So what is the cost of complying with a CIA over five years? Ginor says it's usually two or three times the settlement amount. GSK didn't respond to an inquiry on the estimated cost of its current CIA, but other executives with previous and current experience working under CIAs agree that roughly 80 percent of the requirements mandated by a CIA should already be happening inside of a well-run company. Given the prevalence of CIAs, though, a lot of companies still seem to need a nudge in the right direction.
In addition to internal compliance programs and teams, CIAs also require independent review organizations (IROs) to monitor and report on a company's progress. Curiously, these IROs are often the same companies—PriceWaterhouseCoopers, Ernst & Young, and Deloitte—that are already employed by pharma as business strategy consultants. IRO contracts are certainly lucrative for the contract players involved, and their intimate knowledge of the client's business, where it's headed and where it went wrong, no doubt makes the audit and reporting processes run more efficiently. But is it not, too, an obvious conflict of interest, even if "firewalls" have been erected between practice areas at these large firms? So far government hasn't raised this issue, and Riordan seemed unmoved by the question. "These companies have done a fair amount of work in this area, and have very specialized units that are focused on pharma operations," she said.
By design, CIAs are forward-looking; they exist as a way to help protect government programs from fraud, waste, and abuse. But can CIAs help push industry into the new business model they seem ready to embrace, if only the financial models can be changed? "I would say that we are constantly looking at the CIAs that we have, and what we're receiving under the reports from those CIAs, and constantly assessing what we think is effective, and what should be in future CIAs, and other things that we should not use in the future," says Demske, adding that the OIG conducted a roundtable with pharmaceutical companies to get feedback on which provisions—from an industry perspective— are most effective in promoting compliance. A report summarizing the roundtable findings was published (available at bit.ly/OIGReport), and well-established CIA requirements are weighed and discussed, including sales rep ride-alongs, physician payment disclosures, best practices for working with independent review organizations, and changing business models.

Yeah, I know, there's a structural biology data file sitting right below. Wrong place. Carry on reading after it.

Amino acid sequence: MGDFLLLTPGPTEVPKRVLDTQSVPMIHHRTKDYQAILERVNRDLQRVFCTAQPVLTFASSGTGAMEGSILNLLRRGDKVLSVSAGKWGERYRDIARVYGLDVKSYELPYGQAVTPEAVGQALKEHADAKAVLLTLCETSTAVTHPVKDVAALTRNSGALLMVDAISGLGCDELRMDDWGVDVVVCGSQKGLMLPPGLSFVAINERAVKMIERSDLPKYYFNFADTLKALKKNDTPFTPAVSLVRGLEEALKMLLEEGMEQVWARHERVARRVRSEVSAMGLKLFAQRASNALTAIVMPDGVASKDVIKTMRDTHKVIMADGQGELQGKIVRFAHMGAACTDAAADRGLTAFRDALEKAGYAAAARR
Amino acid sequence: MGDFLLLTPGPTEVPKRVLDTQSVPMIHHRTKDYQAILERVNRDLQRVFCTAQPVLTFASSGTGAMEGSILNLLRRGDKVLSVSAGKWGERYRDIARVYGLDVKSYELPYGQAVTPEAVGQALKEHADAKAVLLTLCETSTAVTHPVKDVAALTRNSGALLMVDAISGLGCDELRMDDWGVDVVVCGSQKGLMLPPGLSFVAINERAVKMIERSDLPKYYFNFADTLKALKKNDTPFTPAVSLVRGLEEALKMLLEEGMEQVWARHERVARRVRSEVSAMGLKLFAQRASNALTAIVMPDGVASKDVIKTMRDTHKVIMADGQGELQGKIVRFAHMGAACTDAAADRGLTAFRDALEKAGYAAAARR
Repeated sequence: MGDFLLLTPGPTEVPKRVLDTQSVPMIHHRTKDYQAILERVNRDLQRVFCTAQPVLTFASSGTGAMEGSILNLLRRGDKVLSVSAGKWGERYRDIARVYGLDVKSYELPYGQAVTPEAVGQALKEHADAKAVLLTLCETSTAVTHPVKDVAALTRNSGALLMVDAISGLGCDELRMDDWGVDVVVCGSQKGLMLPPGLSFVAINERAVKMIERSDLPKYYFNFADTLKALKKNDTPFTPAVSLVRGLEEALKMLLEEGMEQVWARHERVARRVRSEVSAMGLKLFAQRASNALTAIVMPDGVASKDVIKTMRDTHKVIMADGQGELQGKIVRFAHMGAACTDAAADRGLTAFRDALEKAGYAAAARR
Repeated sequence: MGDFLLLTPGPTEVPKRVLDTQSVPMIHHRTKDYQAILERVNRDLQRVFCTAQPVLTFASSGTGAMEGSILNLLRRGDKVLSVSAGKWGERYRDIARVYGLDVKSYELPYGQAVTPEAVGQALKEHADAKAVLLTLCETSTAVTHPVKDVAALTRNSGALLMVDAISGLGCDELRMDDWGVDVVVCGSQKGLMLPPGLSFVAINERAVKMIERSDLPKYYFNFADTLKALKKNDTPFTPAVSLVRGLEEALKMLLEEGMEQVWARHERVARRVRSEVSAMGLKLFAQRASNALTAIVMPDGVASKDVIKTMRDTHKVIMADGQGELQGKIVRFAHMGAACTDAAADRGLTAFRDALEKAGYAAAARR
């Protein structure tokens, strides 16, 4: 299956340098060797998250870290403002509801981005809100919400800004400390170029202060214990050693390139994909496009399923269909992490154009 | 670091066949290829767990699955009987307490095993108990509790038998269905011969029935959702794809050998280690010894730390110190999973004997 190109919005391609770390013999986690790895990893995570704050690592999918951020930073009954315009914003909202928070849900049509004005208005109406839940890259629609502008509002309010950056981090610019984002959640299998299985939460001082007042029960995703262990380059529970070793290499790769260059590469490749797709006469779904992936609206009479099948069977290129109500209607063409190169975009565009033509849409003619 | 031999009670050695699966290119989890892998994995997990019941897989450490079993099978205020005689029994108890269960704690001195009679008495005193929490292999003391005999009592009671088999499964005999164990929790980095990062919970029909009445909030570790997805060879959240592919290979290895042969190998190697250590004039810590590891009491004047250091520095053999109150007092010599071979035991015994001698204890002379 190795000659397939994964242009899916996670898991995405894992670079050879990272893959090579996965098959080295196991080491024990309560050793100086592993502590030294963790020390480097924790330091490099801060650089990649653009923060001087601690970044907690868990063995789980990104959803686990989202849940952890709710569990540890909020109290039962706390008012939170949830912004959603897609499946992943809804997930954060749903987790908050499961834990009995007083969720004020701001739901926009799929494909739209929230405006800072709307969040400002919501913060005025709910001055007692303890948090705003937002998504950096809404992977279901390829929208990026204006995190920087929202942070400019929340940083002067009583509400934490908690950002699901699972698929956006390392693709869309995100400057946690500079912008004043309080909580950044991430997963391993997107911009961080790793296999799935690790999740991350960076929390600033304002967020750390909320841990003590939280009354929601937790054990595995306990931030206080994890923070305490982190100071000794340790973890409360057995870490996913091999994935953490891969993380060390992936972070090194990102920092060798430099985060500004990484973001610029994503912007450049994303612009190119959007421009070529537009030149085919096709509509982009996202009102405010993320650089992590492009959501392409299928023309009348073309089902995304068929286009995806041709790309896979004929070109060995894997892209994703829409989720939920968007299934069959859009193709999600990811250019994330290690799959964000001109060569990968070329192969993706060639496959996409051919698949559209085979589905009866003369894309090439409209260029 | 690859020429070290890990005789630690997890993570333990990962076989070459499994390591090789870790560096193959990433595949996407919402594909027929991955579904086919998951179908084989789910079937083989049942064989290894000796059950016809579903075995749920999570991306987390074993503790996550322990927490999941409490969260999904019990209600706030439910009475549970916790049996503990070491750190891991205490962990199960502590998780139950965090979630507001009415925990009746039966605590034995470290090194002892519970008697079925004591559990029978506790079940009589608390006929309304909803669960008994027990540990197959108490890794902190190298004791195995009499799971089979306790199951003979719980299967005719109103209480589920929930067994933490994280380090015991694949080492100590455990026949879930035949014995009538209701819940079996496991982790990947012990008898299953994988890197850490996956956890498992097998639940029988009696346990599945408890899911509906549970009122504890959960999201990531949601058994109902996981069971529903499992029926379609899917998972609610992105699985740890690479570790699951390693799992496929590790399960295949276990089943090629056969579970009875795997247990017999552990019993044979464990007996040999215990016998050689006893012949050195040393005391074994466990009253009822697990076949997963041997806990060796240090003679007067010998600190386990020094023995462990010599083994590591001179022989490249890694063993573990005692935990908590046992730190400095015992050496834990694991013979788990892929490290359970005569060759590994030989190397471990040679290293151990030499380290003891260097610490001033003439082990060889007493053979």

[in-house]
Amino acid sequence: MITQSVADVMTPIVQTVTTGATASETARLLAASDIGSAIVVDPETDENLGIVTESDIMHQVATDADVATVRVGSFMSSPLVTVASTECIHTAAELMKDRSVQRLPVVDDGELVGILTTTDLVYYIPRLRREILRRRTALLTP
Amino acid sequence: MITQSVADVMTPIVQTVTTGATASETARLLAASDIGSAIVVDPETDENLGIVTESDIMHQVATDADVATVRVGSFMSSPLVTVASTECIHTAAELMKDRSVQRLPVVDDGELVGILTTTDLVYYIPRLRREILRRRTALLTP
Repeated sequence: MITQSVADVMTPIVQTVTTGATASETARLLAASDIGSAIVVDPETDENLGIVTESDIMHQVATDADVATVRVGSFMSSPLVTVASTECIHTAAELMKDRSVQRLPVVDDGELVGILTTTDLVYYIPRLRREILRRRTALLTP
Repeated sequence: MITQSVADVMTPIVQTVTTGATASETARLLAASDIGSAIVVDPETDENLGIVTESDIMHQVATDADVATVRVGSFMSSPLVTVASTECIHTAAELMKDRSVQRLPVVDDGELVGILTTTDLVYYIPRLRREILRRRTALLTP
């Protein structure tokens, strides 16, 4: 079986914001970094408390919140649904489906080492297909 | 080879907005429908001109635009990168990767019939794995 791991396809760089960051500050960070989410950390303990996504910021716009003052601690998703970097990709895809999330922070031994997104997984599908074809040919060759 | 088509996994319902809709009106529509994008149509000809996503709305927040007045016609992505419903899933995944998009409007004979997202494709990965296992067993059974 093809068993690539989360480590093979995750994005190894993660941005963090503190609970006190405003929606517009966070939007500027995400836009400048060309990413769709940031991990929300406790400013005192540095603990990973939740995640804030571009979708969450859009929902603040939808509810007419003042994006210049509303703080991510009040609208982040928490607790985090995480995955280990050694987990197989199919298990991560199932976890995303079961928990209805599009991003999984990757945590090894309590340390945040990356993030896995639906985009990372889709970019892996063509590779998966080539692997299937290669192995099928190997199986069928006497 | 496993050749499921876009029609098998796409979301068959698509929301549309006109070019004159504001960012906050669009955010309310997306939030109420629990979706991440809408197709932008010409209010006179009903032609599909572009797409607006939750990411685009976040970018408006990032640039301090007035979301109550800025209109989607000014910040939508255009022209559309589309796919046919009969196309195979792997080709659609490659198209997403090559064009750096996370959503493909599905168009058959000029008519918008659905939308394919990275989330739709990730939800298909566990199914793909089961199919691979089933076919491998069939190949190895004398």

Regarding CIA compliance, "we have very few instances of non-compliance with CIAs" among major pharmaceutical companies, says Demske. "In our experience they put a lot of resources into insuring that they are in compliance...it's fair to say the pharmaceutical industry has had a good record of compliance under CIAs." Understandably so, given that monetary penalties and possible exclusion from government programs are the two primary dangers of non-compliance. If pharma could comply with the law to begin with, perhaps the OIG and Justice Department wouldn't have to come up with new provisions to prevent law-breaking in the future. Or maybe the old business model perpetuates overselling and excess utilization, and government CIAs will be one of the tools that finally helps push industry into selling on the basis of quality instead of quantity. Either way, expect the CIAs of the future to continue building on the precedent set by GSK's CIA. "Your clinical, regulatory, and compliance person is likely to be the most important person in your company over the next few years," says Ginor. "If you're director of sales increases revenues by a few million dollars, that's great. But if your director of compliance blows it, and you wind up in a CIA, you're cooked."